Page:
The problem is that Microsoft is speaking a half truth here.



    1. Yes it "could" cost 30 grand to fill up an iPod but when you're done you own 30 grand of music.



    2. You could fill up your Zune with music for $10 or so a month but the minute your payment lapses your bounty of music is gone.



    Yes Pandora is an excellent choice. Mucho music and no monthly fees. I'm sick of monthly monthly fees.
  • Reply 16 of 115
    I have one and its filled up half with music and half with Movies/TV Shows. TV shows on iTunes cost only $2 and take up atleast 300 mb. Many of the movies I have are ripped from DVDs I already owned. How does that factor in to the calculations? A music pass? I hate having monthly payments. What a joke.
  • Reply 17 of 115
    fraklincfraklinc Posts: 244member
    These ads won't work, 1st, the average Kid can't afford to flush $14.99 a month just for music, 2nd Kids don't hold credit cards to subscribe, 3rd, Pretty much everyone already knows what happens to the music you download when you skip a monthly payment. Who the heck wants to subscribe to a $14.99 monthly service just for music in this freggin economy when you can use Pandora or bit torrent for free.
  • Reply 18 of 115
    hypoluxahypoluxa Posts: 645member
    Heeelarious. About 80% of the music on my 20GB iPod is ripped from CD's I already own. I wish Apple would just make a statement (or a nice clever ad) about MS's ads and tell them to just give up, it aint workin Redmond.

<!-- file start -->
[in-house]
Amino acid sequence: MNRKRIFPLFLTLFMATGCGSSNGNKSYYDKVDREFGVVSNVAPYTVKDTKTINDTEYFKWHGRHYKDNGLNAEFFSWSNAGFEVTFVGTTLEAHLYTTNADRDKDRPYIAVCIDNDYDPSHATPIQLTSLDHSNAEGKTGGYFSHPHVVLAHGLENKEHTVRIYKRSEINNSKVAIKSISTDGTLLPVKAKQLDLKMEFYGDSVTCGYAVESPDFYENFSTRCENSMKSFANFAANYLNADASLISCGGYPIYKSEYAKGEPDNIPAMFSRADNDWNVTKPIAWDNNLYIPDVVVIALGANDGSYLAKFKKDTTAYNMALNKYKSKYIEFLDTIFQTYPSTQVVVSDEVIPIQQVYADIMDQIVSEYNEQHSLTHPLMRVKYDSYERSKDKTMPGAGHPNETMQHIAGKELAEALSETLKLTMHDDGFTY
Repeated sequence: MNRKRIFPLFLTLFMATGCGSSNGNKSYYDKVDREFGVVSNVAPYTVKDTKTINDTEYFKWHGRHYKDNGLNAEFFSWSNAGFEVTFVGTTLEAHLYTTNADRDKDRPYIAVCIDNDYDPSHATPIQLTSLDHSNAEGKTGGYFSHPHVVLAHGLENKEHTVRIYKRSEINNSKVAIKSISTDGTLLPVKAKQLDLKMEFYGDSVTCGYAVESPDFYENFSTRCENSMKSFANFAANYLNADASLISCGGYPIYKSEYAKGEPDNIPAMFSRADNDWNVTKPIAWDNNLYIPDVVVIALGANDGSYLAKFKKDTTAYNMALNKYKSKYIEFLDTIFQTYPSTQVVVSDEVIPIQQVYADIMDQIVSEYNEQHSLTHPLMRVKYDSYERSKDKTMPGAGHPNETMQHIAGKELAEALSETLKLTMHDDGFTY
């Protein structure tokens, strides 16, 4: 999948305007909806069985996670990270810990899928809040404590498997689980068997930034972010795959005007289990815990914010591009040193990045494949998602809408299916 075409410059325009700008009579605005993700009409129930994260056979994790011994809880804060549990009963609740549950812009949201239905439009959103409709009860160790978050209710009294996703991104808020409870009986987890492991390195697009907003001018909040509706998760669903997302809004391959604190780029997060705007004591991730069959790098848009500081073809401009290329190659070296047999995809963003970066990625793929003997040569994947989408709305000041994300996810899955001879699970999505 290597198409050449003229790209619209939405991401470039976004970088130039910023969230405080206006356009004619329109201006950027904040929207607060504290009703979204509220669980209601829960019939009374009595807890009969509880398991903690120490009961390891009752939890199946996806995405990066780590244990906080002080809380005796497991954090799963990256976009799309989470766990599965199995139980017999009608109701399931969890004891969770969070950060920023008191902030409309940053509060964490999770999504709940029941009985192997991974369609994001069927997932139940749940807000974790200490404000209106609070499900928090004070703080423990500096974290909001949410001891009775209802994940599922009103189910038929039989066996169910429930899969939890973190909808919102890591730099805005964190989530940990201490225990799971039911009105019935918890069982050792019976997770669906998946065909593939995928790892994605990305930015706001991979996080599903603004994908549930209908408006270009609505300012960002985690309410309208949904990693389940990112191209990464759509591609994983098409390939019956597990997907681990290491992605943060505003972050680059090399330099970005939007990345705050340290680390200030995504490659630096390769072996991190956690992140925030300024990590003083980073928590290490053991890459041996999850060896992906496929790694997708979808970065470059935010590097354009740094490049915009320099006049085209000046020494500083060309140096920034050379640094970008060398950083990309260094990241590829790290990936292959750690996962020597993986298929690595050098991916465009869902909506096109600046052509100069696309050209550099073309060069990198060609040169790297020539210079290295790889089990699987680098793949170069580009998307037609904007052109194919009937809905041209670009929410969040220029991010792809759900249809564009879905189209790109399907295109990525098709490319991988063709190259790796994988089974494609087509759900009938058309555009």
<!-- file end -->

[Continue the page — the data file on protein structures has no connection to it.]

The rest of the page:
• Reply 19 of 115
    fx9fx9 Posts: 1member
    Quote:
    Originally Posted by CREB View Post


    [email protected]#k Microsoft.



    i'm going to have to second this one.
  • Reply 20 of 115
    robin huberrobin huber Posts: 3,237member
    You gotta admire the fact that they just keep slugging, no matter how lopsided the score. I don't think they honestly believe that they can overtake the iPod juggernaut to become the most popular player, but with decent devices they could stake out a modest minority position. Maybe that's enough for them to make it worthwhile. Kind of like the role Apple played for many years with it's computers. Except Apple's computers are actually better. New name for Ballmer: "Tenacious B"